In the legal services sector, the governance of information is essential to practices. For companies dealing with sensitive client and employee data, compliance techniques and guidelines are paramount. Adherence to regulations like GDPR, HIPAA, and FERPA are vital to running a successful practice.
Simply put, if compliance is ignored, this could result in unintended data breaches, found to cost firms not only their reputation, but almost $4 million per year on average.
This article will explain how best to handle sensitive data to protect law firms, using the most compliant techniques during non-production testing, data migration and management.
The difference between compliance and security is often confused, this article will describe what data compliance means in the context of sensitive data. As well as what this all means for law firms in 2022.
What is Data Compliance?
Data compliance is the process of following guidelines and ensuring regulations are in place that dictate how your firm manages digital assets.
Assets commonly surround personally identifiable information (PII). This is any information that can be used to directly identify an individual, such as their name, phone number, email address or other contact details. It can equally constitute an individual’s physical characteristics or online activity that can also identify them.
Therefore, best practices in data compliance should be enforced across any third party that has access to PII, such as employees, contractors, or vendors.
Why is Data Compliance so Important?
Risk to Your Business
In modern law firms, data protection and compliance policies and procedures should be the subject of regular reviews, to ensure that appropriate data security measures are in place.
These fines can be imposed on the firm and their partners for up to 10 years. The fine itself is calculated based on the number of people that were affected by the data breach, the amount of money lost, and the level of negligence. Consequently, risking law firms’ profitability and targets.
Compliance issues can cost any business money, however the reputational damage of a data breach can be catastrophic, and it can be terminal. A firm’s unprofessional handling of sensitive data are often newsworthy and played out very publicly.
The irreversible mistrust against the practice, makes it challenging to recover a positive brand image, inevitably driving away business' customer retention levels.
Compliance is not just about following rules; it’s about building a practice that clients can trust. People are now more aware than ever of the sovereignty of their information. Their expectations of companies doing business effectively are high.
Prioritizing data compliance can drive customer loyalty because it inspires trust. Firms who may be less concerned about their customers' compliance needs will lose out.
Data Compliance vs. Data Security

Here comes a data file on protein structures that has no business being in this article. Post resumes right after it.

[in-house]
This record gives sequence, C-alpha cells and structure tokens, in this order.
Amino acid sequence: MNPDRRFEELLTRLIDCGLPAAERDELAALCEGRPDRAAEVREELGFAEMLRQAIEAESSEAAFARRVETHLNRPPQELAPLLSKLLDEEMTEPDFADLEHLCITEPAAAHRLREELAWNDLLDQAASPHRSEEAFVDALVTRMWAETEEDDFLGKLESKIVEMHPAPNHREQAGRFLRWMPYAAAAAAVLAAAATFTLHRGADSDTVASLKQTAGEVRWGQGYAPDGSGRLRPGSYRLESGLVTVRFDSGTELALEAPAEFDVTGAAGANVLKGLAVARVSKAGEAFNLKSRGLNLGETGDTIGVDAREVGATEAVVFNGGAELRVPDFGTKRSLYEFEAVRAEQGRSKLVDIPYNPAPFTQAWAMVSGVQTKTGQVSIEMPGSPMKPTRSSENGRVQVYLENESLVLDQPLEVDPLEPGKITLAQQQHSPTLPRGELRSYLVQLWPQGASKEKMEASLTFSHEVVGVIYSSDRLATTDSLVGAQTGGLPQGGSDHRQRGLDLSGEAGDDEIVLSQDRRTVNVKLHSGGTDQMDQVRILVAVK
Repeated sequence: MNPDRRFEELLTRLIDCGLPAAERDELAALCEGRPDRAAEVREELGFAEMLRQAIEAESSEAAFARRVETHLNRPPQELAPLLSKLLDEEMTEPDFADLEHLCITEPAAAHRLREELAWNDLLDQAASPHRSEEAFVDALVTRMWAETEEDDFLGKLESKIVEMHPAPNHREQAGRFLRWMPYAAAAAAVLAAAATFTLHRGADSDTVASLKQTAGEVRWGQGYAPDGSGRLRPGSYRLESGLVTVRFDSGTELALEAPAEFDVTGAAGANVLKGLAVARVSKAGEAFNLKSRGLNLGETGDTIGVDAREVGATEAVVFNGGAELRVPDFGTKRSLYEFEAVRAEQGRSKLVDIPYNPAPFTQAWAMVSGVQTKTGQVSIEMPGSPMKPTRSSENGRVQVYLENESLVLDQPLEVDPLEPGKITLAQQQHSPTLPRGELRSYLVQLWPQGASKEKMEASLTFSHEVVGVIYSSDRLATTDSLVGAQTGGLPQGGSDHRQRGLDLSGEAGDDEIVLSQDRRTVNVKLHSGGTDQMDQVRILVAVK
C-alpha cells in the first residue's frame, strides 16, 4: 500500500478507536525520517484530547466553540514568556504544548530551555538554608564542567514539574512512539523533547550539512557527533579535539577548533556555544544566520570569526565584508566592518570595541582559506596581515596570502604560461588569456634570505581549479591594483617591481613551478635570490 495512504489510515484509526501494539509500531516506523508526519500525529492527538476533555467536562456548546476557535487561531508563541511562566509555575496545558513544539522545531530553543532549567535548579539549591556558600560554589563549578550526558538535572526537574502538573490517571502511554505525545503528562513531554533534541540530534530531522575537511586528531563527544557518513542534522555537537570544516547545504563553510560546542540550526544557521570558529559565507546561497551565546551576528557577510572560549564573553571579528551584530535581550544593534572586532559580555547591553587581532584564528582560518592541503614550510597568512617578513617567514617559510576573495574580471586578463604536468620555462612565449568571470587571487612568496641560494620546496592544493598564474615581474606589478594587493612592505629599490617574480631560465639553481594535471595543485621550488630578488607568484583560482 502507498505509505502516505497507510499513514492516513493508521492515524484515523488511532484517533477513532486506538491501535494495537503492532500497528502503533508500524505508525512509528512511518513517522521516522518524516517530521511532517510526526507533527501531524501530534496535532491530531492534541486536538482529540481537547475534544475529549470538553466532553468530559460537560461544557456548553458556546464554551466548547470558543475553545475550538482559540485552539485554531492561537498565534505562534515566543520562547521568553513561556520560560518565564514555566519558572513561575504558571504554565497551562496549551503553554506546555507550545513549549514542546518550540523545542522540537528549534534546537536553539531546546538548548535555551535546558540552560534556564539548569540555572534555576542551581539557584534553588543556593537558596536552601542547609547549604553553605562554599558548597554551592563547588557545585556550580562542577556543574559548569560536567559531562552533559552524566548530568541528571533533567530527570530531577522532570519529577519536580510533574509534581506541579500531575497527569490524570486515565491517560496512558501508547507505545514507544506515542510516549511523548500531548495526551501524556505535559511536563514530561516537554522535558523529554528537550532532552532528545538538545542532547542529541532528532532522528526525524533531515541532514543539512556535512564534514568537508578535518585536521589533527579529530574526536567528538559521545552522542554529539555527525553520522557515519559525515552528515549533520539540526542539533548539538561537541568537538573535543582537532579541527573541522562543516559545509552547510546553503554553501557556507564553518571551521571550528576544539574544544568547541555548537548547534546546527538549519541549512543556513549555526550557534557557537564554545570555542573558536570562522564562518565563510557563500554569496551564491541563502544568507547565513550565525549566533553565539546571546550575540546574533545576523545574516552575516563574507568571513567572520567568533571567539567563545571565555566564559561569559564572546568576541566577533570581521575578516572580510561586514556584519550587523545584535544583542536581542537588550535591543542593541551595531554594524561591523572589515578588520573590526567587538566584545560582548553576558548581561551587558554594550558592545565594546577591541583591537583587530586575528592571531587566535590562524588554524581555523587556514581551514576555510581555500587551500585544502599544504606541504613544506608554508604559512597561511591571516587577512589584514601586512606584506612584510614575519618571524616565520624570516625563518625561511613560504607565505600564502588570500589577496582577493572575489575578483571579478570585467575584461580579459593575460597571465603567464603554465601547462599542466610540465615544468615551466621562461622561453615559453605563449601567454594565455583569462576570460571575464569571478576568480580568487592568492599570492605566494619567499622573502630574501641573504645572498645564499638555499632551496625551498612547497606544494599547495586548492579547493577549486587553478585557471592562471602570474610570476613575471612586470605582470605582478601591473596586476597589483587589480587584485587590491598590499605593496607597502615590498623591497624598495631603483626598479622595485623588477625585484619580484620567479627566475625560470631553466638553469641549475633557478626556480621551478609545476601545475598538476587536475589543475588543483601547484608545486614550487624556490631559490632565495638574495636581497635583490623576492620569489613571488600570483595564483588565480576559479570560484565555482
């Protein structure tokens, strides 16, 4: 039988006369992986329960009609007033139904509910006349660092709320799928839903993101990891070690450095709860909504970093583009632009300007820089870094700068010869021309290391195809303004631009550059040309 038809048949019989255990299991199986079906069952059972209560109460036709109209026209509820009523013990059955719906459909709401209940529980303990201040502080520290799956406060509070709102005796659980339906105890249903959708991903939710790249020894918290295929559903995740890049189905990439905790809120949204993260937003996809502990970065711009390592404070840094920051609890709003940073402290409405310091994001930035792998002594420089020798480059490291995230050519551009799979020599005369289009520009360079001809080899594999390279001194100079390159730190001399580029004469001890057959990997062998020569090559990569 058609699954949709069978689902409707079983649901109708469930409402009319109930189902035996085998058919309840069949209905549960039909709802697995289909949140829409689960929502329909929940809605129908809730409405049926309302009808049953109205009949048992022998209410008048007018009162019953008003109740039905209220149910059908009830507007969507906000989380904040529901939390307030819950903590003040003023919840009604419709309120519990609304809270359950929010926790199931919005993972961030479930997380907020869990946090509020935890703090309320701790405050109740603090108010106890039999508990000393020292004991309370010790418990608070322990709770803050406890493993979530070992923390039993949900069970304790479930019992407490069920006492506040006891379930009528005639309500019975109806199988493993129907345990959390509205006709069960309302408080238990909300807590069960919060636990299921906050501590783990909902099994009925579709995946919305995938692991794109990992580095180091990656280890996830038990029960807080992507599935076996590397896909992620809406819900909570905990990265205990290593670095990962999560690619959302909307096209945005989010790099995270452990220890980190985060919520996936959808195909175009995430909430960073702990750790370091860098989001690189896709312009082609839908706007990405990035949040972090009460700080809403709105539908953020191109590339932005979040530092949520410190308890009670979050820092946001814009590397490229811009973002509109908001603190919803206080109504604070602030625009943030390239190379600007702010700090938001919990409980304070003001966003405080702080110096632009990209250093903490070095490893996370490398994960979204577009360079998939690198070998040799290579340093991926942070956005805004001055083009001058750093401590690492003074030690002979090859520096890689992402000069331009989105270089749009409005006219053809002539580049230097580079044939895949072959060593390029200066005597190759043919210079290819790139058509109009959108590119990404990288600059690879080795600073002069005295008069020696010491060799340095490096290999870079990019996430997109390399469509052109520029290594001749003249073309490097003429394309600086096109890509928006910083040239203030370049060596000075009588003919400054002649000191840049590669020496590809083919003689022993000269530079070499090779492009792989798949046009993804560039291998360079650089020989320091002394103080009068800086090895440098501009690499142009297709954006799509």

Data privacy is not, by definition, synonymous with data compliance. Data security is focused on the way firms manage and interact with their data to ensure it’s not lost or compromized.
Data compliance involves managing data through workflow-driven techniques in line with legal standards, data security is the other side of the coin.
By accepting strict responsibility for handling data securely, law firms can build teams accountable for data compliance, ensuring they are, by design, focused on achieving privacy.
Once their data focus is built into their design statements, leaders are then ready to create a dedicated, compliance-minded team, accustomed to handling information with care and efficiency.
Staff members are the first line of defense in any firm in protecting sensitive information. They are responsible for maintaining a secure environment for the company, following guidelines and procedures, and keeping up with any changes to regulations.
The best way to prevent a breach is through education as part of the data governance program.
Staff members need to know what they're protecting as well as how they can protect it.
Prepare for Audits
The number of law firms audited since 2017 has increased by 20%.
To be prepared for sudden audits, it’s imperative to establish data compliance procedures and privacy solutions ahead of the event.
In the instance that the results of an audit expose the firm, if no automated solutions are in place, the disruption to make the necessary fixes will subsequently divert effort from business-critical tasks.
Data compliance and security are on the minds of every firm, but it is impossible for lawyers to always have them in mind.
Compliance automation relieves stress and human error in communications by ensuring that the firm is compliant with regulations. Additionally, compliance automation ensures firms can communicate with their clients securely without worries of being hacked or having data leaks.
There are several tools that firms have available to automate processes and keep data secure. Tools, like iData, allow for data quality assurance and data compliance, with others automating backups, encrypting emails, managing passwords etc.
It’s vital for law firms to have a robust compliance program and data governance strategy in place to ensure they’re not at risk of fines or a damaged reputation. Otherwise, practices are potentially in danger of losing clients and profits.
Conducting risk assessments, health checks and creating a plan for how the practice will protect their data, and reduce their risks of obstinance, is just one of many services IDS support law firms with.
Data certainty experts will work with your firm to provide ongoing support and strategic guidance to remaining compliant before an audit, testing process or PMS migration.